The Center for Internet and Society at Stanford Law School is a leader in the study of the law and policy around the Internet and other emerging technologies.
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Today, after more than a year of national debate, the Open Internet Order goes into effect. The Order keeps the Internet an open and democratic space free from undue corporate control. Business leaders, start-up innovators, and economists widely praise the Order as win for the economic growth.
But protecting the open Internet is not just sound policy -- it's a moral imperative. Read more about The Open Internet Order Becomes Law: Why Faith Leaders are Celebrating
Today, the Open Internet Order goes into effect. Many business owners, entrepreneurs, and economists are praising the order as a win for the economy. But there’s an unexpected voice in the chorus of praise: America’s faith leaders.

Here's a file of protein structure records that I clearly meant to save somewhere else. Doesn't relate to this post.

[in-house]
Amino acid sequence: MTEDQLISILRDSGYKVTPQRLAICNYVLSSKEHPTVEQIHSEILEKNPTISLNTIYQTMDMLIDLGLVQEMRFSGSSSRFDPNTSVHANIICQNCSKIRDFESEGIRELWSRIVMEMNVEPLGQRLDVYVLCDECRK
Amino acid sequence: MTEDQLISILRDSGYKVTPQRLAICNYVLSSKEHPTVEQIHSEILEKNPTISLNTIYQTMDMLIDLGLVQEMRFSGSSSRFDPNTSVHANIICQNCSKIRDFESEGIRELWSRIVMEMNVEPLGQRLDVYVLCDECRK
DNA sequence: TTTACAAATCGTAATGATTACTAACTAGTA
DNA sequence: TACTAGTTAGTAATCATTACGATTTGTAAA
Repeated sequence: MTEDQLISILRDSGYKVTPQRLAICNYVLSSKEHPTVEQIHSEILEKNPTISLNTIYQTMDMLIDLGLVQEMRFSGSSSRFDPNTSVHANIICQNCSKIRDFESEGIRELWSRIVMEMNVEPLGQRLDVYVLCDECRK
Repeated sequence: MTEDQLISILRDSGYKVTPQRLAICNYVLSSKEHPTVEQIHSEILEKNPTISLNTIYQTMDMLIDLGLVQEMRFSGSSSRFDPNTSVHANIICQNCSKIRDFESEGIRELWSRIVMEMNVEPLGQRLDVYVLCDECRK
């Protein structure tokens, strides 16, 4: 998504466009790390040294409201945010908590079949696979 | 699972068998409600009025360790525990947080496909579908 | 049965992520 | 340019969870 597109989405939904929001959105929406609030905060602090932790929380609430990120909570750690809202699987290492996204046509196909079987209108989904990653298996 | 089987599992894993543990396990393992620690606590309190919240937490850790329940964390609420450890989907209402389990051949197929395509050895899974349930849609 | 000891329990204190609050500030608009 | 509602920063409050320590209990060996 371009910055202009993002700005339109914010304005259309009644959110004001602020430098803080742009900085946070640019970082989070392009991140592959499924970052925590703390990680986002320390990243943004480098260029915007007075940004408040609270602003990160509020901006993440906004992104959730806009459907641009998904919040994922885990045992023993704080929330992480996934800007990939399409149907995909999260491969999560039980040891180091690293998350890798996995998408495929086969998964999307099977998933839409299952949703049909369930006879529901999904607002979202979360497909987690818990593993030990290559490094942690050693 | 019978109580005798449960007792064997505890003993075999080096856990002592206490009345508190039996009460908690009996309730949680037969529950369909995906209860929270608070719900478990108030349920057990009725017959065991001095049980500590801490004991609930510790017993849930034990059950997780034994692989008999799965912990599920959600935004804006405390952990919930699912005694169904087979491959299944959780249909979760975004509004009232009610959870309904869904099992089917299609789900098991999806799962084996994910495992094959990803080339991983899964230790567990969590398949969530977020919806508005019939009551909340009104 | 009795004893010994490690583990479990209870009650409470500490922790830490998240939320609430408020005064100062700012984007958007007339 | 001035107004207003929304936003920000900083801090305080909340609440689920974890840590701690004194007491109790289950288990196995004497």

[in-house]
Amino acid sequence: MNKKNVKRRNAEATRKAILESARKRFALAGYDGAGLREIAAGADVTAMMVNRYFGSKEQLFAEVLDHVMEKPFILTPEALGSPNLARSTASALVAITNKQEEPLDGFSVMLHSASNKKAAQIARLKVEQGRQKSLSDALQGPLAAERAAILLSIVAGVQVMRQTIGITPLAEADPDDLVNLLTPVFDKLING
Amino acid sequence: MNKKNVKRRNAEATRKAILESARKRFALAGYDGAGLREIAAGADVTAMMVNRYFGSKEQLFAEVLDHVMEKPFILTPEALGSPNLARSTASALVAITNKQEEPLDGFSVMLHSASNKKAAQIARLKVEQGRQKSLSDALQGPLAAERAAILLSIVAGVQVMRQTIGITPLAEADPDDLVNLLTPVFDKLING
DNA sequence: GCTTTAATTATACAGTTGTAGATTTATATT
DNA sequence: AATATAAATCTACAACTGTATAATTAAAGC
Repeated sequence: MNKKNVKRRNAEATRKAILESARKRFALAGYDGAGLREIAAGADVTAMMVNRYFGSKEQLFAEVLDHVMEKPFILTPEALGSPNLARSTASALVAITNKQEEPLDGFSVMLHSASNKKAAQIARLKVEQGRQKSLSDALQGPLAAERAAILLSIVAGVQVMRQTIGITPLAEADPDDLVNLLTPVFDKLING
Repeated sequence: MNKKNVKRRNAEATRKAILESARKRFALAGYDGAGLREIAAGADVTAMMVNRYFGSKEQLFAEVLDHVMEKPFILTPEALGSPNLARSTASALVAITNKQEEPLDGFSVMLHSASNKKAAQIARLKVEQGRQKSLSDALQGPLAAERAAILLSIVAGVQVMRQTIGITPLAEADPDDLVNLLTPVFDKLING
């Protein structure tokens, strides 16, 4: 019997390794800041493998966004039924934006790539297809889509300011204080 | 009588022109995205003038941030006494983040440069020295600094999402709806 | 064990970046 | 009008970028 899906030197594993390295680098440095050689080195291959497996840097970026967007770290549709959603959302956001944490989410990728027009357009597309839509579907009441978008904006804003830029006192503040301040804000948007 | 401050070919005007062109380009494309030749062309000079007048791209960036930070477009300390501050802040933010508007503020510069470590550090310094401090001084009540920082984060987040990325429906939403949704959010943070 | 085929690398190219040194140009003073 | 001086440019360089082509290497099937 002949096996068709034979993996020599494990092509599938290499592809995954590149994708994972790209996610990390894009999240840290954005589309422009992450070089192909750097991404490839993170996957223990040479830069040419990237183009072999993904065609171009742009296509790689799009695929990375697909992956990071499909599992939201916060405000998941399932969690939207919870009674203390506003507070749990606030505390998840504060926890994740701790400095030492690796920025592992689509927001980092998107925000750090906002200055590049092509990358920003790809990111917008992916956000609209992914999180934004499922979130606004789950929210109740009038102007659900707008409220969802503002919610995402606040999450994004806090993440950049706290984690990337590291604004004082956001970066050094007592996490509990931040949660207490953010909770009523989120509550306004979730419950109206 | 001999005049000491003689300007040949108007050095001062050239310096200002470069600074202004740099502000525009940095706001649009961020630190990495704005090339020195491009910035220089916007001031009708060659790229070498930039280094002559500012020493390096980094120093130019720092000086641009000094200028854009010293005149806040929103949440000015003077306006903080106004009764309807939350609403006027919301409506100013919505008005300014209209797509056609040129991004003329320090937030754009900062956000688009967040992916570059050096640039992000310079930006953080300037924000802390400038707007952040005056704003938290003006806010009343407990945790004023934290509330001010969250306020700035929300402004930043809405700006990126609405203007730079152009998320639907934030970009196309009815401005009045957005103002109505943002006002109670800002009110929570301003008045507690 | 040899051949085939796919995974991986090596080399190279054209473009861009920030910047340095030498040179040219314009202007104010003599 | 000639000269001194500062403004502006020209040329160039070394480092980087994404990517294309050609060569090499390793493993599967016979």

As a Christian and Sikh, we are celebrating the Open Internet Order, because the communities we serve cannot flourish today without an open and free Internet. The order codifies principles that have governed the Internet in the U.S. for decades. It keeps the Internet an open space for free speech, including religious expression. Read more about 5 Reasons the Future of Faith Depends on the Open Internet
Today, the Open Internet Order becomes effective. Adopted after a year of national debate, the order codifies “net neutrality” — the principle that keeps the Internet an open and democratic space. Specifically, it bans carriers like Comcast and Verizon from blocking and slowing down websites at will, or charging sites extra fees to reach people faster. Read more about Save the Internet: 12 Faith Voices You Should Hear
This week, a handful of Republicans will hold hearings on the Hill to challenge new federal rules protecting the Internet. The Federal Communications Commission (FCC) reclassified providers who connect us to the Internet as common carriers and adopted strong rules banning them from blocking or slowing down sites and charging access fees. Read more about An open Internet, for God’s sake!
The public movement to protect a free and open Internet is approaching a critical moment this week: on February 26, the Federal Communications Commission will vote whether to pass strong rules against corporate control of the Internet. Read more about God in the Machine: The Role of Religion in Net Neutrality Debates